By Mike Rhodes
Last month, we recovered an amazing period in this city’s past that was almost lost forever. Revealed was a rich tapestry of antiwar and draft resistance actions that shook this community and played a part in ending the Vietnam War.
Activists from around the country and as far away as Ireland came to Fresno on June 22 for a reunion where they shared their stories in a gathering at the Unitarian Universalist Church, a cosponsor of the event.
Before the event, several of us—Doug Rippey, Joel Eis and myself—spent months trying to locate photos, memoirs and news clippings from antiwar actions in the late 1960s and early 1970s. We were shocked to learn that local TV stations have not kept any video archives from those years.
Gene Haagenson, a longtime ABC Channel 30 reporter, told me that his station film archives only go back to 1976 and that the other TV stations have taken their film to the dump!
I asked reporter and photographer John Walker at the Fresno Bee if their archivist could find us some of the photos they took at the time. I was told that they no longer have an archivist, but Walker generously spent time finding the original photos, scanning and sending them to us.
The Fresno State Library and Collegian newspaper only had a handful of photos that they were able to share with us. Now we are in consultation with them to set up a permanent collection of the photos and stories we have uncovered.
Out of the photo albums of the participants of those exciting times we have received an enormous and priceless collection that weaves together the stories and drama of those days.
Joel Eis has written a book that will be published soon that talks about those days in Fresno that almost no one has heard about. For example, Joel tells us about one memorable instance of being harassed by government agents while at housing used by members of the Fresno Draft Resistance in a fig orchard near First Street and Sierra Avenue:
The next day was Saturday. At seven o’clock in the morning, Karen and I (in separate rooms) were awakened by the punishing WHUMP! WHUMP! sound of a US Army Huey helicopter hovering less than three-hundred feet off the ground, directly over my house in the middle of the fig orchard. The din was so loud that Karen and I—the only people in the house—had to yell at each other, head-to-head, in order to be heard. The chopper was pitched over on its side and a soldier was strapped in the side gun turret with a camera, taking pictures of our house.
The reason for this special attention was that we were part of the antiwar movement in Fresno, California. As far as they were concerned, we might have been “peaceniks,” but for them we were the Enemy, and therefore a legitimate target for harassment. I didn’t know what to do.
Karen said, “I know how to get them to come closer.”
She went to the upstairs room and climbed out onto the roof of the house. She was an attractive, well-built young woman. Karen took off her blouse and showed the Army boys what they were fighting to protect. The excited photographer signaled the pilot, and the chopper was soon another fifty feet lower. I could almost read the soldier’s name over his pocket as he slammed away with the camera, taking pictures of Karen.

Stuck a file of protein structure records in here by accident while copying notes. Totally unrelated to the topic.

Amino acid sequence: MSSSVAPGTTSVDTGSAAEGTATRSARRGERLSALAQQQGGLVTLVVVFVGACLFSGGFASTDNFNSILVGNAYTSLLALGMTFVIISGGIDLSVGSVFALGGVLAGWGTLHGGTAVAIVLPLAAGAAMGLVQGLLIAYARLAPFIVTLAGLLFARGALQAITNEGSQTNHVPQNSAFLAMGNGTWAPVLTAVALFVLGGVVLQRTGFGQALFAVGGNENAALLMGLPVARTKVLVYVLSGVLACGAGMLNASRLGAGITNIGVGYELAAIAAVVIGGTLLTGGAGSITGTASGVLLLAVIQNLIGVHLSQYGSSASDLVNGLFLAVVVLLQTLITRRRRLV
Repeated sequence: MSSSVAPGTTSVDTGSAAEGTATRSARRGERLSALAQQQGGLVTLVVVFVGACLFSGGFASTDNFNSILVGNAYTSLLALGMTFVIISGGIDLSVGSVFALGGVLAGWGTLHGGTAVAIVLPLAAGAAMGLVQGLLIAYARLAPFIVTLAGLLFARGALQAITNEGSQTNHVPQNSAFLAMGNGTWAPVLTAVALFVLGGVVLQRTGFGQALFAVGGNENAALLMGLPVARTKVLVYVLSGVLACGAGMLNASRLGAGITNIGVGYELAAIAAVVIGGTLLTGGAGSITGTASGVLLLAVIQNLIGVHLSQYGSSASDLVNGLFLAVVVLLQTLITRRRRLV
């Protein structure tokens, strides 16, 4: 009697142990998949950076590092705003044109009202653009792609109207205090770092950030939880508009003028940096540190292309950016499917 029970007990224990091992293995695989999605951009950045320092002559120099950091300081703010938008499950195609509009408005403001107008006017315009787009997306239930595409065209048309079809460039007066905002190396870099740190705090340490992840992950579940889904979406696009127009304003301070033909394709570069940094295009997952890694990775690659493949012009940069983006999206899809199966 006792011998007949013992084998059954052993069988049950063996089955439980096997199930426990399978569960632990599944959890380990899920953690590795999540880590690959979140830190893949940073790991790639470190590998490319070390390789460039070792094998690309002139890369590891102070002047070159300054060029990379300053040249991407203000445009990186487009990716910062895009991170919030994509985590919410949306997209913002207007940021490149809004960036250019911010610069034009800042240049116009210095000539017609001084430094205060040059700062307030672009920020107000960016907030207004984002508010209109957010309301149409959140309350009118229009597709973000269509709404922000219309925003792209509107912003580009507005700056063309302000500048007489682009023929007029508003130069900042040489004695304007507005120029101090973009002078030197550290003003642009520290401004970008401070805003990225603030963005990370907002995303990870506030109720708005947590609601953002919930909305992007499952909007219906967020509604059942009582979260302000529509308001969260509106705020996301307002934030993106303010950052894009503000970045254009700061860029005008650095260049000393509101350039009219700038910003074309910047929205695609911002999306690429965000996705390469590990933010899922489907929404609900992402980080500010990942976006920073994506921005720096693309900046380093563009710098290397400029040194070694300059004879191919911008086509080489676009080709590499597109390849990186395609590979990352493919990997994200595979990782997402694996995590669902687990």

Karen slowly reached into a window of the bedroom near her perch on the roof and pulled Paul’s M1-carbine automatic rifle out through the window, then opened fire on the chopper. Shells flew away from her bare arms, torso, and shoulders as fast as she could pull the trigger.
She got off eight or ten rounds before the army retreated.
Totally stunned by her action, I yelled, “What the hell did you do that for? Now they’re gonna be out here to bust us!”
Putting her shirt back on, Karen yelled down, “Doubt it. They’d have to explain what the fuck the Army was doing takin’ pictures of us from a chopper in the first place.”
The Army must have figured it out the way Karen did.
The cops never showed up.
That was an excerpt from Eis’s book Standin’ in a Hard Rain: The Making of a 1960s Revolutionary (being published soon) that reminds us what life was like in Fresno during the struggle to end the Vietnam War. There was also music, potlucks at the Resistance House and lots of good times.
The reunion event held at the UU church was attended by more than 200 people and featured the wonderful music of Agustín Lira and Patricia Wells and included speaker David Harris. Harris graduated from Fresno High in the mid-1960s and went on to become a national leader of the Draft Resistance movement, married folk singer Joan Baez and spent more than a year in prison for his opposition to the immoral and unjustifiable war in Vietnam.
If you missed the event and would like to see all of the speakers and musicians, it is available online through the Community Media Access Collaborative in Fresno or on a DVD. Contact me to get a copy of the DVD.
This event was sponsored by Peace Fresno, the Fresno Center for Nonviolence, the Human Rights Coalition of the Central Valley, the Women’s International League for Peace and Freedom, the Unitarian Universalist Church and the Community Media Access Collaborative and was supported by this newspaper.
Mike Rhodes is a past editor of the Community Alliance newspaper and helped organize the 50 Years of Resistance event. Contact him at email@example.com.